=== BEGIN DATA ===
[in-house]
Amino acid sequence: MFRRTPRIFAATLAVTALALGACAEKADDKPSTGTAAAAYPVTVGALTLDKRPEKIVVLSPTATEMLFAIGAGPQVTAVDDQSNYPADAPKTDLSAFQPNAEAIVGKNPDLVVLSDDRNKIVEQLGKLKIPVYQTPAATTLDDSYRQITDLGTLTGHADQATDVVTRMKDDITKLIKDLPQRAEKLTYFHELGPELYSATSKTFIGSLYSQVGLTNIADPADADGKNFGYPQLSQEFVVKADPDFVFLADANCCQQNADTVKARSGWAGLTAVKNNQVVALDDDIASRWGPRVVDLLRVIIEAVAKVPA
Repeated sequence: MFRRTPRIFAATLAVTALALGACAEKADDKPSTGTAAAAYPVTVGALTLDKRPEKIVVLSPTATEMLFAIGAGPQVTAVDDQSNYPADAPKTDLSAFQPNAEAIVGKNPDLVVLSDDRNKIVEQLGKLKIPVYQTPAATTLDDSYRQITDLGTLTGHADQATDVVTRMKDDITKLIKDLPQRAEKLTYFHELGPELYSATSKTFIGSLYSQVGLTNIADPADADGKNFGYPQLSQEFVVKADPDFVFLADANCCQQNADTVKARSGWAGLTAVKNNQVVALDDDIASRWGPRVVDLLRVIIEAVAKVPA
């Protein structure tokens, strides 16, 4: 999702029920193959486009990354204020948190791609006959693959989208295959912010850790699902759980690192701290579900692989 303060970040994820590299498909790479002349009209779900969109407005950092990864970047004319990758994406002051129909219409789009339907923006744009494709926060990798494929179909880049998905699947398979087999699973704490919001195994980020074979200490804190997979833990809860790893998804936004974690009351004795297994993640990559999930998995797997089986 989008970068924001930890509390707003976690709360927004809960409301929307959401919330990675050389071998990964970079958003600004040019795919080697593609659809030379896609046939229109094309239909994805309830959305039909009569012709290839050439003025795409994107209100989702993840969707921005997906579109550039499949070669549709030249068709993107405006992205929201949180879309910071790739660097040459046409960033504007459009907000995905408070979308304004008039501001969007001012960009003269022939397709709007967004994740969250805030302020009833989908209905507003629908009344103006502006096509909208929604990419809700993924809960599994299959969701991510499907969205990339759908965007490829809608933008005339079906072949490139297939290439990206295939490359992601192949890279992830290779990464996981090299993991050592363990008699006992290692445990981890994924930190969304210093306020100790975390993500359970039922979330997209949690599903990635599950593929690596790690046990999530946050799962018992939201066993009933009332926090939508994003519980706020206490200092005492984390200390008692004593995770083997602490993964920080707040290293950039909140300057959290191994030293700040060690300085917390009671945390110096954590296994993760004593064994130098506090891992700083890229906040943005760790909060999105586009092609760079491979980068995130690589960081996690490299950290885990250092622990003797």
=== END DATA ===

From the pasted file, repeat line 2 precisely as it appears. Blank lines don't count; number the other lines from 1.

Amino acid sequence: MFRRTPRIFAATLAVTALALGACAEKADDKPSTGTAAAAYPVTVGALTLDKRPEKIVVLSPTATEMLFAIGAGPQVTAVDDQSNYPADAPKTDLSAFQPNAEAIVGKNPDLVVLSDDRNKIVEQLGKLKIPVYQTPAATTLDDSYRQITDLGTLTGHADQATDVVTRMKDDITKLIKDLPQRAEKLTYFHELGPELYSATSKTFIGSLYSQVGLTNIADPADADGKNFGYPQLSQEFVVKADPDFVFLADANCCQQNADTVKARSGWAGLTAVKNNQVVALDDDIASRWGPRVVDLLRVIIEAVAKVPA